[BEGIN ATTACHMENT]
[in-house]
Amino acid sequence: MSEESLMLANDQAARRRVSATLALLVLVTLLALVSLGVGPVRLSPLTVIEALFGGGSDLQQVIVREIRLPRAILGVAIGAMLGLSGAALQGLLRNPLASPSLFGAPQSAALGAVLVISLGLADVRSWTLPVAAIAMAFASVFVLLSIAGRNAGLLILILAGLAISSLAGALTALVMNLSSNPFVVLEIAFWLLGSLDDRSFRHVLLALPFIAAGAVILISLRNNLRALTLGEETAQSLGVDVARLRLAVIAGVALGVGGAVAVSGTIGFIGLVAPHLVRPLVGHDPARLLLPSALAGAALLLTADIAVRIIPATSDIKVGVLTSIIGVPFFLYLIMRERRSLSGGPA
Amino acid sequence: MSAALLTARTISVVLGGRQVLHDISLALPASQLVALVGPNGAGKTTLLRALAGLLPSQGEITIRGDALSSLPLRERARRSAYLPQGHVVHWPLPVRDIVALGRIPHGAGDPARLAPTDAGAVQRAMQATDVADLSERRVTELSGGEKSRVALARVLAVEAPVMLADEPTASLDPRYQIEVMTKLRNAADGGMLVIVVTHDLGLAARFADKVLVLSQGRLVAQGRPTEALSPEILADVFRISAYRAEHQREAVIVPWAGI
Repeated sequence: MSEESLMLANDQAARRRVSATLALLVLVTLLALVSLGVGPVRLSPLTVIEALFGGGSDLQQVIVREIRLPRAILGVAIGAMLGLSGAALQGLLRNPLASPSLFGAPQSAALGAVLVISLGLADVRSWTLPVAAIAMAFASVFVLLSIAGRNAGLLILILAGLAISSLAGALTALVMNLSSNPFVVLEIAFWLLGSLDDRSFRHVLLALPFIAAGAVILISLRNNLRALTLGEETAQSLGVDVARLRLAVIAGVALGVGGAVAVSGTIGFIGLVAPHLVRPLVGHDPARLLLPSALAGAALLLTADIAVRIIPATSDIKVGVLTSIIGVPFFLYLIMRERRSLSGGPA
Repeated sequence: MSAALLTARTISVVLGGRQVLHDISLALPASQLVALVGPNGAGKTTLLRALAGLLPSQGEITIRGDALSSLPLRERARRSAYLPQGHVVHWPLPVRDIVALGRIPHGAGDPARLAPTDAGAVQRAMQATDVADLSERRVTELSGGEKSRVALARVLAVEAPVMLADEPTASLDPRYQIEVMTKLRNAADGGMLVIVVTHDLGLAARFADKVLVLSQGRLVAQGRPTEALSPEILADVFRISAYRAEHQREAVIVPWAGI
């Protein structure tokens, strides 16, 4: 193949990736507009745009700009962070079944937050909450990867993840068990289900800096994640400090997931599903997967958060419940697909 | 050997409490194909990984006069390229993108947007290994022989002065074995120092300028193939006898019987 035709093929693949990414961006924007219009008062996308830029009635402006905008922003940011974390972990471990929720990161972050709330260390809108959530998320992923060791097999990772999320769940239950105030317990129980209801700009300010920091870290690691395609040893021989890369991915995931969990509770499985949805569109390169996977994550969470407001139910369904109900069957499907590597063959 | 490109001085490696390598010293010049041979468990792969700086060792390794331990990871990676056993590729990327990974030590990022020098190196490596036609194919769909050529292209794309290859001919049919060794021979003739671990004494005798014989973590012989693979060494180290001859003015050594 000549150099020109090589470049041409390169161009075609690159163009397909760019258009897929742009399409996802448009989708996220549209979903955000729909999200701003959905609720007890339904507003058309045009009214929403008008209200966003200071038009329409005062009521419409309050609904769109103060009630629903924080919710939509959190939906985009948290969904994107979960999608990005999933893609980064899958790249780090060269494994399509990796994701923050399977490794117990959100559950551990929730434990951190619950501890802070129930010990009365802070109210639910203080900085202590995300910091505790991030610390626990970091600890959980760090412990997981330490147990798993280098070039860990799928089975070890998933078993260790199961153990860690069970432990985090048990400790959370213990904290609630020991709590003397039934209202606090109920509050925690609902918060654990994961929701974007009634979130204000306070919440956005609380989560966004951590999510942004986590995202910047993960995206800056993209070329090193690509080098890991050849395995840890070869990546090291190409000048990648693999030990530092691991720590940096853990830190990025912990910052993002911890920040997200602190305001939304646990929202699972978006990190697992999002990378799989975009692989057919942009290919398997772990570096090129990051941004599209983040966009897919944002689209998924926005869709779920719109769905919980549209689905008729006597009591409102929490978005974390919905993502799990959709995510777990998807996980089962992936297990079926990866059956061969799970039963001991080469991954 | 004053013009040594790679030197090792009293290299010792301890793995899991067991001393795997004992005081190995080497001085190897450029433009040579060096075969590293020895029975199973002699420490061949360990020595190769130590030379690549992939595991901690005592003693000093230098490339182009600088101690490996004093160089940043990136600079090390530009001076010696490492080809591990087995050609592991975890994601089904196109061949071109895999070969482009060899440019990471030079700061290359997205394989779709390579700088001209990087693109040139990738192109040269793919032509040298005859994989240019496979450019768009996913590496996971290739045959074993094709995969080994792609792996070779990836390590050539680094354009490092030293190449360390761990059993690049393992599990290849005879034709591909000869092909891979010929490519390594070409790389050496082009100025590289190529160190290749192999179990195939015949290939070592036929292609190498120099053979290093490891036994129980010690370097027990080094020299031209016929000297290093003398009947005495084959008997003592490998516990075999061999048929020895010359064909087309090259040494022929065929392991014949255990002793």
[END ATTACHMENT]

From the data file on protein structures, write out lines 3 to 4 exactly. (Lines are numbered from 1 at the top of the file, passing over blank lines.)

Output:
Amino acid sequence: MSAALLTARTISVVLGGRQVLHDISLALPASQLVALVGPNGAGKTTLLRALAGLLPSQGEITIRGDALSSLPLRERARRSAYLPQGHVVHWPLPVRDIVALGRIPHGAGDPARLAPTDAGAVQRAMQATDVADLSERRVTELSGGEKSRVALARVLAVEAPVMLADEPTASLDPRYQIEVMTKLRNAADGGMLVIVVTHDLGLAARFADKVLVLSQGRLVAQGRPTEALSPEILADVFRISAYRAEHQREAVIVPWAGI
Repeated sequence: MSEESLMLANDQAARRRVSATLALLVLVTLLALVSLGVGPVRLSPLTVIEALFGGGSDLQQVIVREIRLPRAILGVAIGAMLGLSGAALQGLLRNPLASPSLFGAPQSAALGAVLVISLGLADVRSWTLPVAAIAMAFASVFVLLSIAGRNAGLLILILAGLAISSLAGALTALVMNLSSNPFVVLEIAFWLLGSLDDRSFRHVLLALPFIAAGAVILISLRNNLRALTLGEETAQSLGVDVARLRLAVIAGVALGVGGAVAVSGTIGFIGLVAPHLVRPLVGHDPARLLLPSALAGAALLLTADIAVRIIPATSDIKVGVLTSIIGVPFFLYLIMRERRSLSGGPA